Posted by: B2O2 | January 5, 2011 6:12 PM | Report abuse

Rudy Giuliani and several Bush Administration officials have been caught red-handed giving material support to a group that's been on the State Department's terrorism list for over a decade. Any comments, Republicans? You got all bent out of shape because the president served on a Chicago school board with someone who consorted with an anti-war group when Obama was 8 years old.

Double standard much? You betcha.

http://gawker.com/5723432/rudy-giuliani-and-john-bolton-are-terrorists-now

Posted by: B2O2 | January 5, 2011 6:02 PM | Report abuse

What is so vague about "equal protection?" Seems preety simple; if you're a human being in the USA, you are entitled to equal protection. Men, women, children, black, white, red, yellow, tall, short, fat, sick, old, young, cripple. All are covered, Scalia. What is so confusing?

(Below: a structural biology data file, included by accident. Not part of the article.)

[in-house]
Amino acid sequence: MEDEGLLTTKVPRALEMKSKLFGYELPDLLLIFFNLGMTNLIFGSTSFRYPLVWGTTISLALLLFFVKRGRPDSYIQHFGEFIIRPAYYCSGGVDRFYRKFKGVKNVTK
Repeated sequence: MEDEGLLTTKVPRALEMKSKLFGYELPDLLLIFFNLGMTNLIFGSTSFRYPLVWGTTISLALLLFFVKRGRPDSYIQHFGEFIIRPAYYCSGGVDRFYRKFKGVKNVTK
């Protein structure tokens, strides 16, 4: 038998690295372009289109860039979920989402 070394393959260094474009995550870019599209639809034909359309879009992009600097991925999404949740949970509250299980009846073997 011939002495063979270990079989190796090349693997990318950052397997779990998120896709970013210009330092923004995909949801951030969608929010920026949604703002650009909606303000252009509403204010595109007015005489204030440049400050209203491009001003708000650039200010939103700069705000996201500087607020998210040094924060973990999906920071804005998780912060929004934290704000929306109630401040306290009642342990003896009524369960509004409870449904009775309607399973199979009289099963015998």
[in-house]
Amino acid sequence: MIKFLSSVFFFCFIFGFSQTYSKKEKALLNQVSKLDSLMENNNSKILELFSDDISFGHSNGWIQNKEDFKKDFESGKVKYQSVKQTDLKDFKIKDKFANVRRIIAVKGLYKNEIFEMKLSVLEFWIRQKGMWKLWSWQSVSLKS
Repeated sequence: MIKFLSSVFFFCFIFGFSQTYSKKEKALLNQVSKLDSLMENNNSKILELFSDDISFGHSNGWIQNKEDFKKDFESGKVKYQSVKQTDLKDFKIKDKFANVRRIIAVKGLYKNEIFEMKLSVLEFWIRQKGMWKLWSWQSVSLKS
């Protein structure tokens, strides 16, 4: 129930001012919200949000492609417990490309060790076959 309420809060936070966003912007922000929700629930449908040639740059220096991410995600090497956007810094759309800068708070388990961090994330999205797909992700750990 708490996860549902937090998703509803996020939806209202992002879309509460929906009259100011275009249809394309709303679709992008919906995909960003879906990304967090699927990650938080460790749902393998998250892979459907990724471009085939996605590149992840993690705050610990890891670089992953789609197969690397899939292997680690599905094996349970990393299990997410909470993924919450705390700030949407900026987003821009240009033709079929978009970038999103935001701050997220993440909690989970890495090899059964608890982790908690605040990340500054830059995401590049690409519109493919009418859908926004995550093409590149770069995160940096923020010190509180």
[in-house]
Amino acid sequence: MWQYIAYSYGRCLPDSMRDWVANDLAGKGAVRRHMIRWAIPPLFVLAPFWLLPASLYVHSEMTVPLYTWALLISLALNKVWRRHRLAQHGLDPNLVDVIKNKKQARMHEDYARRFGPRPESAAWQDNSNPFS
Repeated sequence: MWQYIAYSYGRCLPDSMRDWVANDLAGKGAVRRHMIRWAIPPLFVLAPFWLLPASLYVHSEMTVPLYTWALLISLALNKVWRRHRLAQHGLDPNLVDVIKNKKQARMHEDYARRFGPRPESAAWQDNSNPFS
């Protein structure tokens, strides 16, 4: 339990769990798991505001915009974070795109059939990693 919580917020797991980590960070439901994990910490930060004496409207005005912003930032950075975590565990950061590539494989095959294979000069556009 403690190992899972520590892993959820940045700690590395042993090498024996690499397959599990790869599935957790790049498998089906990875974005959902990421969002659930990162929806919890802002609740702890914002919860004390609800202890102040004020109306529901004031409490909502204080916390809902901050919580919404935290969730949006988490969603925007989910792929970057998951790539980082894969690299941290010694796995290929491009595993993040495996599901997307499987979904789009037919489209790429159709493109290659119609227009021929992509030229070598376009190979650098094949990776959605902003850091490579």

Posted by: ScottChallenger | January 4, 2011 9:45 AM

++++

Well Scott, then how about affording me equal protection with regard to income taxes. Why should I pay 39.6% and others only 10% of their income.

+++

Posted by: Hawaiian_Gecko | January 5, 2011 4:04 PM | Report abuse


Another warning flag & important reminder that ELECTIONS MATTER.

Scalia, Roberts, Alito & the other wingnuts of the good ole boys club represent the interests of their religious ideologies, catholic dogma and their corporate masters: only rich powerful (mainly white) men matter and are the only ones entitled to wield power over everyone else.

They wish to create a theocratic state in which money and finance is owned by corporations who place profits over people and everything else is controlled by religious zealots and all who benefit from theocratic fascism.

a relationship/symbiosis much like the Taliban, Al Qaeda and their rich Oil Masters in the middle east.